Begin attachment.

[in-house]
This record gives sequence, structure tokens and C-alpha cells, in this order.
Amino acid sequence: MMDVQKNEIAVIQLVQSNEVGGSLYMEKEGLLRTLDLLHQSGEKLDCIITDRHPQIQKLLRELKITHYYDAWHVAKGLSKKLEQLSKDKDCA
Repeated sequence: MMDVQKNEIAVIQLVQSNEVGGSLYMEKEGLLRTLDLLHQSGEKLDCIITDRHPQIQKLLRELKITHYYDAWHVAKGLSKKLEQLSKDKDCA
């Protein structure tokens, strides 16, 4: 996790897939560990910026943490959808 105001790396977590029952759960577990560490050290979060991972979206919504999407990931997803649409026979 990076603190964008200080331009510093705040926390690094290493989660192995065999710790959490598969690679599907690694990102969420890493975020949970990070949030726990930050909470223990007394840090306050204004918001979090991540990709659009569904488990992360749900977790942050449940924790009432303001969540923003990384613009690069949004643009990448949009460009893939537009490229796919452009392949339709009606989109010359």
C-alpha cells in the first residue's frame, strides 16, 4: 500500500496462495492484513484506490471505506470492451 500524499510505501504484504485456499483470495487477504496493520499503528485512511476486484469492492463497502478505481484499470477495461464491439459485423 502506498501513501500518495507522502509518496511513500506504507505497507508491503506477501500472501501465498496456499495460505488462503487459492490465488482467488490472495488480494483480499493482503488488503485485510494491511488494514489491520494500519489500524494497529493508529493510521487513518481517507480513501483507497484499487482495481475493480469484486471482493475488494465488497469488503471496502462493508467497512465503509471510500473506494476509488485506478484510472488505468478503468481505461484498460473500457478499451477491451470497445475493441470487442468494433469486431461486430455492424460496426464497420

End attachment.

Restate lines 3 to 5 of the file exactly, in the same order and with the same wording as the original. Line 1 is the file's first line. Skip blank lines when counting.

Amino acid sequence: MMDVQKNEIAVIQLVQSNEVGGSLYMEKEGLLRTLDLLHQSGEKLDCIITDRHPQIQKLLRELKITHYYDAWHVAKGLSKKLEQLSKDKDCA
Repeated sequence: MMDVQKNEIAVIQLVQSNEVGGSLYMEKEGLLRTLDLLHQSGEKLDCIITDRHPQIQKLLRELKITHYYDAWHVAKGLSKKLEQLSKDKDCA
């Protein structure tokens, strides 16, 4: 996790897939560990910026943490959808 105001790396977590029952759960577990560490050290979060991972979206919504999407990931997803649409026979 990076603190964008200080331009510093705040926390690094290493989660192995065999710790959490598969690679599907690694990102969420890493975020949970990070949030726990930050909470223990007394840090306050204004918001979090991540990709659009569904488990992360749900977790942050449940924790009432303001969540923003990384613009690069949004643009990448949009460009893939537009490229796919452009392949339709009606989109010359």